Did post-neolithic changes in bite configuration impact speech? A new approach to the question


Blasi et al. (2019) offer evidence that post-neolithic changes in bite configuration, owed to the adoption of agriculture, have led to the innovation and proliferation of labiodental consonants in the world’s languages. Here we investigate the putative association between agriculture and labiodental consonants via a new approach that does not rely on phoneme inventories. Given that labiodentals are apparently characterized by reduced muscular effort in populations with agriculture-influenced bite configurations, we test whether labiodental sounds are actually more prevalent in languages whose speakers rely on agriculture. We rely on word lists from the Automated Similarity Judgement Program (Wichmann et al. 2018), which contains transcribed lists of common words in thousands of languages. We analyze the relative frequency of sound types in the word lists of agricultural and hunter-gatherer populations, respectively, finding differing mean rates of labiodental usage in populations with distinct subsistence strategies. Using a linear mixed-effects model to control for relatedness and contact, we find support for an association between the frequency of labiodental consonants and the use of agriculture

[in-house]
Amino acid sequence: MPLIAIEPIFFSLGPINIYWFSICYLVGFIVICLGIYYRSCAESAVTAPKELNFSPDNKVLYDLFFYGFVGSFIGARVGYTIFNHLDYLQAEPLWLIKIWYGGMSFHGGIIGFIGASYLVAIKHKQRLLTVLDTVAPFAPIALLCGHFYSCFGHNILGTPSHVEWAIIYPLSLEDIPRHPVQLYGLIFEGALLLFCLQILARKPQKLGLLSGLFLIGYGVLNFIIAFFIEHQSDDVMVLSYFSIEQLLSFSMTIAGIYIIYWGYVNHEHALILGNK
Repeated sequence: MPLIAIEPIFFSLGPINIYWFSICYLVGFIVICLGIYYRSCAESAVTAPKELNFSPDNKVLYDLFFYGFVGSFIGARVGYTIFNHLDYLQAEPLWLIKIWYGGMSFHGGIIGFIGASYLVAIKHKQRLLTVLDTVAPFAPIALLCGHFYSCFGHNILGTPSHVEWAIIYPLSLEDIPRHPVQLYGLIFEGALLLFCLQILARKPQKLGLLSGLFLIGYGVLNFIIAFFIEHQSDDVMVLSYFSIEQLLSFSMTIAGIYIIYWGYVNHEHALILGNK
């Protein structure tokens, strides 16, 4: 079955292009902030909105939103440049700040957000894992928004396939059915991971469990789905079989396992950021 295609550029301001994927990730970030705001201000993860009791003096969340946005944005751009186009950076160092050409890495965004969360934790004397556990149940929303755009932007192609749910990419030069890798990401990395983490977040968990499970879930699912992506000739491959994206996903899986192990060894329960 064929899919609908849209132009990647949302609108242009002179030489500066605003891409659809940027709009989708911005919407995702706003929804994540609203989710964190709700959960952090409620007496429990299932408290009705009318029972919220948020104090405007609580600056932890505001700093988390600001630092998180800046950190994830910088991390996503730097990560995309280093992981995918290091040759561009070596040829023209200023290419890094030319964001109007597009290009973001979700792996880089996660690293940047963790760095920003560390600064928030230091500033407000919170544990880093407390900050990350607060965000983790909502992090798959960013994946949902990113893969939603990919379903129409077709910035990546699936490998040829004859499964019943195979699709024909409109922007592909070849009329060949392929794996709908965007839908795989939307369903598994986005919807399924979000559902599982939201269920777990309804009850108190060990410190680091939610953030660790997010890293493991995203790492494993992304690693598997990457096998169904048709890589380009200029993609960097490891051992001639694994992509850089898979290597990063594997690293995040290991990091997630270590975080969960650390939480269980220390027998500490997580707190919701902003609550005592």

in Proceedings of the 13th International Conference of the Evolution of Language